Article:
Sounds, January 8, 1983

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Mint imperial

Elvis Costello And The Attractions / Royal Albert Hall

Chris Burkham.

Whilst radio stations and television studios continually poured out a never-ending diet of jolly yuletide platitudes, dressed up as merry turkeys (Game For A Laugh? Game For A Con?) all the while, Elvis Costello carefully avoided issuing a torrent of inanities for the Mass of Christ.

Rather than celebrate the worthless bauble of "Xmas," the attention was drawn to the worth of his music and this reflected the differences between transparent joy-seeking and that of finding.

For Elvis Costello And The Attractions were able to shelter under varying moods, throw different shapes and play, sometimes, quite contrasting musics without once losing their grip on the listeners.

Elvis Costello is often, and with great justification, viewed as an excellent song-writer, with the emphasis on his lyrical aptitude — but seldom is the actual music highlighted. The music has purpose, it backs the lyrics and tempers their slight self-indulgences or extravagances.

It was the way that the songs were worked upon that gave them such shine; there was no room for doubt as that would have slackened the pace at which the songs were played.

It was not only the pace of whole songs that was so polished. Also, the different instruments were given more space in which they could stretch themselves, more space in which to prove themselves.

The piano might be making jazz noises one moment and switch into outright boogie-woogie the next. Steve Naive's piano-playing was strong enough to be taken out of its context and survive; with the other Attractions and Costello, the sound was vibrant and powered (as distinguished from being powerful, as the music was not rushed over-eagerly but treated with composure and self-assurance).

This almost casual air of playing that Costello portrayed, although he never became patronisingly chummy, suits him so much better than his earlier wired-up, angst driven young man. It has reflected in his work in the past, but Costello has to have reached a plateau of (some) fulfillment now.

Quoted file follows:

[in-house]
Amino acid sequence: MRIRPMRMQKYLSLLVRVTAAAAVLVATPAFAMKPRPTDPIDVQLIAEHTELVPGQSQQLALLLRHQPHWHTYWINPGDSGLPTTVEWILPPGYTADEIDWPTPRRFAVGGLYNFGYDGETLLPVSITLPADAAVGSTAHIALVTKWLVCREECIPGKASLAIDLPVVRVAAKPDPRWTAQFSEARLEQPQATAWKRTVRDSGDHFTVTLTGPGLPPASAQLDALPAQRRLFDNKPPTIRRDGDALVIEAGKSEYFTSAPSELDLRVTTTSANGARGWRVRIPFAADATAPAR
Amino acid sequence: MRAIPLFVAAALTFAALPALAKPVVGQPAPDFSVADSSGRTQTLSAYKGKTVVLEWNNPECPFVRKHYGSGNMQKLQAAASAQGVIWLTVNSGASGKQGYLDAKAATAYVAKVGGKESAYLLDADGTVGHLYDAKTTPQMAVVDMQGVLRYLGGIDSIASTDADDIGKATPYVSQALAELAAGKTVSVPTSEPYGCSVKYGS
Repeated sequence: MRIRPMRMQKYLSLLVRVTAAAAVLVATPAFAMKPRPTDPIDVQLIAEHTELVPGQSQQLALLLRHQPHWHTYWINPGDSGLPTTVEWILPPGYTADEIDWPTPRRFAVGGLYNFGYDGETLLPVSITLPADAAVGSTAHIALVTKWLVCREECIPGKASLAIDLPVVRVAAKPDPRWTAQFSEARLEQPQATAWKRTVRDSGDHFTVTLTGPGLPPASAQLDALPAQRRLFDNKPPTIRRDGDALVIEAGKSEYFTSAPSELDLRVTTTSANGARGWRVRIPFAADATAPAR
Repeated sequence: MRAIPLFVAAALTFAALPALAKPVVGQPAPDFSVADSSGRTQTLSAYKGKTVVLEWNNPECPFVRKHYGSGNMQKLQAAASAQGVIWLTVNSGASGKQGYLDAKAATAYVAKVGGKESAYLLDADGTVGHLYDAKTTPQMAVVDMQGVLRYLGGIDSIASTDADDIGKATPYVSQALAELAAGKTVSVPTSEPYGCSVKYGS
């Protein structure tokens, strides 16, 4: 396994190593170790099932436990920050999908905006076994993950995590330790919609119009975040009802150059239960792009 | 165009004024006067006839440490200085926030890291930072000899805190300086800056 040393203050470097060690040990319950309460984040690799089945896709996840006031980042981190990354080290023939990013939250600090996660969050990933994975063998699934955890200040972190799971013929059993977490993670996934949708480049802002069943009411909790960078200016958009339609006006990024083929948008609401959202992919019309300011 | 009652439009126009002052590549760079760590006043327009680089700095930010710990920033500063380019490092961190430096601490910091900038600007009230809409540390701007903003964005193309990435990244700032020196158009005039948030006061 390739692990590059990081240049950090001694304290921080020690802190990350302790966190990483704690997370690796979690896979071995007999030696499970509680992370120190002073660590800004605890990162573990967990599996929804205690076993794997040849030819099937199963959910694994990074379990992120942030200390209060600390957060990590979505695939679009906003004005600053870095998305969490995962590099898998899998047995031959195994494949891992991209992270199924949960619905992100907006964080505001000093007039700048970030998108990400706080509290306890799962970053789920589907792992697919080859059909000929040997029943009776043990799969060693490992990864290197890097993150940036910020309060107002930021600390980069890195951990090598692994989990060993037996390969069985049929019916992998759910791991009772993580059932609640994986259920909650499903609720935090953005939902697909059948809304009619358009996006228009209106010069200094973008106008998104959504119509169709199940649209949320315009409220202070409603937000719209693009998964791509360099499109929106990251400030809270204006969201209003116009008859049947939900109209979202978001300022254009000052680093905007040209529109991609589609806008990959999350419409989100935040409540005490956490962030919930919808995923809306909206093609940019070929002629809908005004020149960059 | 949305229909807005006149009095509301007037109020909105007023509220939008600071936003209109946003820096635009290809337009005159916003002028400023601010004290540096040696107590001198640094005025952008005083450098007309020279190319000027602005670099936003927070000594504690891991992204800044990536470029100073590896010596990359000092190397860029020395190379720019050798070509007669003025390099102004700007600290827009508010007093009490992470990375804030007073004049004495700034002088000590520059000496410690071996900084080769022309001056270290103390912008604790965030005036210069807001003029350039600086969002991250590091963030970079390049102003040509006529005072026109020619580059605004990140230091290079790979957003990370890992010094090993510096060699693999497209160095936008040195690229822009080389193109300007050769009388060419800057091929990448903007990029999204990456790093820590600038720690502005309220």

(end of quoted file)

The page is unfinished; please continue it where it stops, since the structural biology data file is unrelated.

Costello never allowed this feeling to become smug; from "Alison" through to "Shipbuilding" he constantly faked turns, changed direction, never quite settled down. These unexpected juxtapositions of certain songs — the old and new fit together surprisingly well — served to keep the tone on an "up" whatever mood may exist in each song.

It seemed that it was Costello's ambition to end the evening with the Albert Hall transformed into a dance hall, full of sweaty, mobile bodies. It was, I suppose, a fantastic ambition even if only because the grandeur of the Albert Hall can tend to belittle any other act.

Costello didn't lose to the architecture, but there were some moments when the frailty expressed in song mirrored the smallness of the human body against the massive building.

The dance floor that Costello and the Attractions were aiming for was almost realised as the last encore drew to a close. Had the show been played in a slightly less intimidating venue — it does have to be admitted that the Albert Hall did go some way to complementing some of the more low key songs — the reaction could have been more committed, a touch more in keeping with the fuelled-up, energised rock music that Costello was pulling out of his "party" hat.

And what did Santa Claus bring you?

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Sounds, January 8, 1983

Chris Burkham reviews Elvis Costello & The Attractions with The Imperial Horns, Friday, December 24, Royal Albert Hall, London.


1983-01-08 Sounds page 25 clipping 01.jpg

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Cover and page scan.


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